Adventures in LinkedIn Part 2: How to Look Good

Written by Jesse Sannicandro

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LinkedIn can be a great way to promote yourself online. Recruiters can and will use LinkedIn to look for potential employees. To get discovered, you first have to make sure that you have a good profile page. Think of it as a detailed, easily accessible resume. Like a resume, you’ve got to be able to present your best, professional self. Looks aren’t everything, but they’re a start!

As I mentioned in my last post, I only recently started actively using LinkedIn, but I do have a couple of sections on my profile that are looking good.

Picture

The easiest and most basic piece that can make a profile look good is a professional picture, but many profiles don’t even have one. Whenever I see the gray, default avatar representing somebody, it looks boring to me. It gives me the impression that this person either has an unfinished profile, or, that they do not use, or care about, their account. Putting a face to a name is very important: without a picture, your profile can be easily overlooked. According to LinkedIn, “members with a photo get 11 times more profile views.”

I didn’t have a photo posted for a while because I couldn’t find one that made me look like the young professional I want to be. A good picture should focus on your face with nothing distracting in the background and you should be dressed appropriately for the job you want. In my photo I’m outside, smiling and wearing a dark shirt. If I do say so myself, my profile picture looks good.

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Summary

According to LinkedIn, a professional summary is “the #1 thing recruiters look at while viewing profiles,” so you have to make if effective. It should read like a virtual version of an elevator pitch; something that can be glanced at briefly to give a flavor of who you are and what you can offer in a professional environment, including your professional experience and goals.  It’s possible that a potential recruiter will only look at your summary. Even with some pretty good experience on your page, it could be overlooked if your summary does not easily draw people in.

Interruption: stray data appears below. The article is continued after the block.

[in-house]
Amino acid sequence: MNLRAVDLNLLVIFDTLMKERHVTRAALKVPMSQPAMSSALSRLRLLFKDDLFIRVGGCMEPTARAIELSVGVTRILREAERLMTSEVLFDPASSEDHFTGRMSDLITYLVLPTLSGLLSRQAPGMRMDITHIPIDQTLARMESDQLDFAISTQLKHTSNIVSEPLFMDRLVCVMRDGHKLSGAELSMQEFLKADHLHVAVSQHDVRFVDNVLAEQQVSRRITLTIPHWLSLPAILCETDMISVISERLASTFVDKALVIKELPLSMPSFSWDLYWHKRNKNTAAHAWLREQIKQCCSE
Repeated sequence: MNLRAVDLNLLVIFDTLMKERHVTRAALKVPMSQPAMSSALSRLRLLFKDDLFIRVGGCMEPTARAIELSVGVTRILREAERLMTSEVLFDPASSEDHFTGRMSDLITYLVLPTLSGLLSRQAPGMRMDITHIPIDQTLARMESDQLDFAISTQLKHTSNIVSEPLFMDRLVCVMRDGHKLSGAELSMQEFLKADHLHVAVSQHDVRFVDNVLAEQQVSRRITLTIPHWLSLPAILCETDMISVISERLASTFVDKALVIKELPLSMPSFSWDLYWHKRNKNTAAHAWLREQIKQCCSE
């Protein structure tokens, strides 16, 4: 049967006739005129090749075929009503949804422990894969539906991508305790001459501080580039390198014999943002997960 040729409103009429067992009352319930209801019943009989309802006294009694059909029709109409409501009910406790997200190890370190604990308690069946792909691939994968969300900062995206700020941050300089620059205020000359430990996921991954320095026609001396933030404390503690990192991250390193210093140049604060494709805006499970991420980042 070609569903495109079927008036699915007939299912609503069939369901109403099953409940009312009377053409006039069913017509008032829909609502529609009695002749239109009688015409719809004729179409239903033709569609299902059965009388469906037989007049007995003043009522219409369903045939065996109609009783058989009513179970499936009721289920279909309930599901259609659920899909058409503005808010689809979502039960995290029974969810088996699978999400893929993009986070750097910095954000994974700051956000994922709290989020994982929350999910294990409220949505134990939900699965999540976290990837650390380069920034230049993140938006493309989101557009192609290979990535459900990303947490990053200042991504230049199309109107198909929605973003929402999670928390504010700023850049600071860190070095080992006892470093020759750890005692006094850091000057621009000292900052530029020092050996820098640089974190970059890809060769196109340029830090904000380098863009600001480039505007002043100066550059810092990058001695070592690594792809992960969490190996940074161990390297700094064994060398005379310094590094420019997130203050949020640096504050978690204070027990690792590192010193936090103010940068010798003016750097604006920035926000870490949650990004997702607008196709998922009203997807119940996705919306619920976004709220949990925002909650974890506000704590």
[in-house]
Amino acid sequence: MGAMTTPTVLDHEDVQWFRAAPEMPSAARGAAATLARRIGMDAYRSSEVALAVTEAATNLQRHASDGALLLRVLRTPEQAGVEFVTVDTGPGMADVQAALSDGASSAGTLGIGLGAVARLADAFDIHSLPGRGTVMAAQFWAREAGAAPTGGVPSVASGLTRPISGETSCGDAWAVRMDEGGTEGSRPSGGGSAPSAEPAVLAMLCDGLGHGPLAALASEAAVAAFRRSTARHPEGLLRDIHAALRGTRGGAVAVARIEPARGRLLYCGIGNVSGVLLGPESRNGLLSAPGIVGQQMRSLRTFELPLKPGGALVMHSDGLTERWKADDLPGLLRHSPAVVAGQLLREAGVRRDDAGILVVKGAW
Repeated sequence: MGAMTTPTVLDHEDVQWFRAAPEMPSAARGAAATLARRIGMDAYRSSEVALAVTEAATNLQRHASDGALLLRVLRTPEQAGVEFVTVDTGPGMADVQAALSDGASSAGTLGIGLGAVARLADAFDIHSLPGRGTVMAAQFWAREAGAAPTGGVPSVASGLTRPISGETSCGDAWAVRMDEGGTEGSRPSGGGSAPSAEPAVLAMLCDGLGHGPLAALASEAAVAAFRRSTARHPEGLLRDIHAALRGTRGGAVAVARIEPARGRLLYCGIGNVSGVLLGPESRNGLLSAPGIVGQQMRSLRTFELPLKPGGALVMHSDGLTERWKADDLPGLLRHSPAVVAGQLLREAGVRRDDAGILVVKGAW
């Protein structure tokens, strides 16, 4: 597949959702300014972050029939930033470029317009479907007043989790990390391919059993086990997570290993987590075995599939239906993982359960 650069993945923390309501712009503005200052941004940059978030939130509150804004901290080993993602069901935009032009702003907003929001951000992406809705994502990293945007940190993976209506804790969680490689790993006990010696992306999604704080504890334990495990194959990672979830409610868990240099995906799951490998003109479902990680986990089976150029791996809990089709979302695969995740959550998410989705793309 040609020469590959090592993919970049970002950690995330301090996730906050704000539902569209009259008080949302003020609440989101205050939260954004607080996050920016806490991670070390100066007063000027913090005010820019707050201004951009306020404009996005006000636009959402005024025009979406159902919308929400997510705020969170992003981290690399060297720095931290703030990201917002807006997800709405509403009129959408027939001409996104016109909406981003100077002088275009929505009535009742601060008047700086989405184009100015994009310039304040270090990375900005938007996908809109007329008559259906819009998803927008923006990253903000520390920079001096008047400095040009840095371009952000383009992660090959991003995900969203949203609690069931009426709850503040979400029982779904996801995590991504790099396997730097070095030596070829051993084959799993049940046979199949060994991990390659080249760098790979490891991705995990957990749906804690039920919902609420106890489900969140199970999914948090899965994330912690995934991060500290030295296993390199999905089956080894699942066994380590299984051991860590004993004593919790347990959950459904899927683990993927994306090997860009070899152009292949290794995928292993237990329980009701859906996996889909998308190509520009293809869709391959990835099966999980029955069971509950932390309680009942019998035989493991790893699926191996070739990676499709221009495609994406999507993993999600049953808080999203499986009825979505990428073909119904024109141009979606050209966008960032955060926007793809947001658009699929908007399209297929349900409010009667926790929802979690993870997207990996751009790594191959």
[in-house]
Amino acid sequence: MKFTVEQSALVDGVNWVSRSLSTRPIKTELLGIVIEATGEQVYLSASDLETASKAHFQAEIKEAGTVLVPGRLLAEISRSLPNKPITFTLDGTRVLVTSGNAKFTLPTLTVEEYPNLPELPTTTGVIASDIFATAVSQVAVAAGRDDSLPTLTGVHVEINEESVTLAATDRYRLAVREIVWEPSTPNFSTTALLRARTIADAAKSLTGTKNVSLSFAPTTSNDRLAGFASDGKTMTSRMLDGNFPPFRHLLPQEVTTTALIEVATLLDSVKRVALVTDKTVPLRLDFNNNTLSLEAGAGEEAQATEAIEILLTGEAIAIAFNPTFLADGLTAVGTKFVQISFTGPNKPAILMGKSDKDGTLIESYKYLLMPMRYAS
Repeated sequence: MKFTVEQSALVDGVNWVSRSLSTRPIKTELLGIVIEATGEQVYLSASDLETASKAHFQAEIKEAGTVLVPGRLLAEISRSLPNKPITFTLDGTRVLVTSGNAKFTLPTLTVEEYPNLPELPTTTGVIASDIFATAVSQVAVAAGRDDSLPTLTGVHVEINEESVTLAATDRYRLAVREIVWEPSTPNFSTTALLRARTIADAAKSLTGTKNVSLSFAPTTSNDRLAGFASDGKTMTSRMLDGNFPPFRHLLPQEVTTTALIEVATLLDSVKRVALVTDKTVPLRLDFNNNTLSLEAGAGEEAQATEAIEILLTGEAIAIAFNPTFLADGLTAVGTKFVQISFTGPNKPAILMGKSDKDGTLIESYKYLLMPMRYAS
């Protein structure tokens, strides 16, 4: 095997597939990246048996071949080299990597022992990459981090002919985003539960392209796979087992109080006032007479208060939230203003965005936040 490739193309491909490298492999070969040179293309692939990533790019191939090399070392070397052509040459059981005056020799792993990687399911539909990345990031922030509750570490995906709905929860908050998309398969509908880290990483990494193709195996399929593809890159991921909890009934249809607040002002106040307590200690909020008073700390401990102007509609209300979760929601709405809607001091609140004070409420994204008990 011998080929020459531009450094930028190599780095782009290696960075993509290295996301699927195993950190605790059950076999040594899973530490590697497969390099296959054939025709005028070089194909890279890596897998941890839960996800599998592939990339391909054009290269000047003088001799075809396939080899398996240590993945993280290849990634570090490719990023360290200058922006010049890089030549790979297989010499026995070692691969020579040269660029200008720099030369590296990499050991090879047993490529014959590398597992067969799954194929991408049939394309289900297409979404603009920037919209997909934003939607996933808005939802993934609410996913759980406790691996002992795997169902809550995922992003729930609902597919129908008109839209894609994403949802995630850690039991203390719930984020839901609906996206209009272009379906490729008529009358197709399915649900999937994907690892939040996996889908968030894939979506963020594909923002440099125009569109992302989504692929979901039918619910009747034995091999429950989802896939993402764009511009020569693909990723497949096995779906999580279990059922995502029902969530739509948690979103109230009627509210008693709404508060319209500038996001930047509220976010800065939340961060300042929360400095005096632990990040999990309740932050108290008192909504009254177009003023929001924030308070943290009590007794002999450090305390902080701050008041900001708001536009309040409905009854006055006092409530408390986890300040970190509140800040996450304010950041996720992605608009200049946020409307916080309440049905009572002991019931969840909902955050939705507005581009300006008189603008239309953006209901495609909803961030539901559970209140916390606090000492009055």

I didn’t have a summary until I started writing this post. At the moment, it’s very basic, mentioning some brief experience. It’s still a work in progress and could be better, but it’s starting to look good.


These are just the basics of what you should have on your LinkedIn profile. A picture can be a reason for somebody to click on your profile. Without one, you may be completely overlooked. A summary can be a way to reel someone in, letting them know what you have to offer. Without a summary, you may lose someone’s attention very quickly. After your page is set up, you can start using LinkedIn to its full potential.

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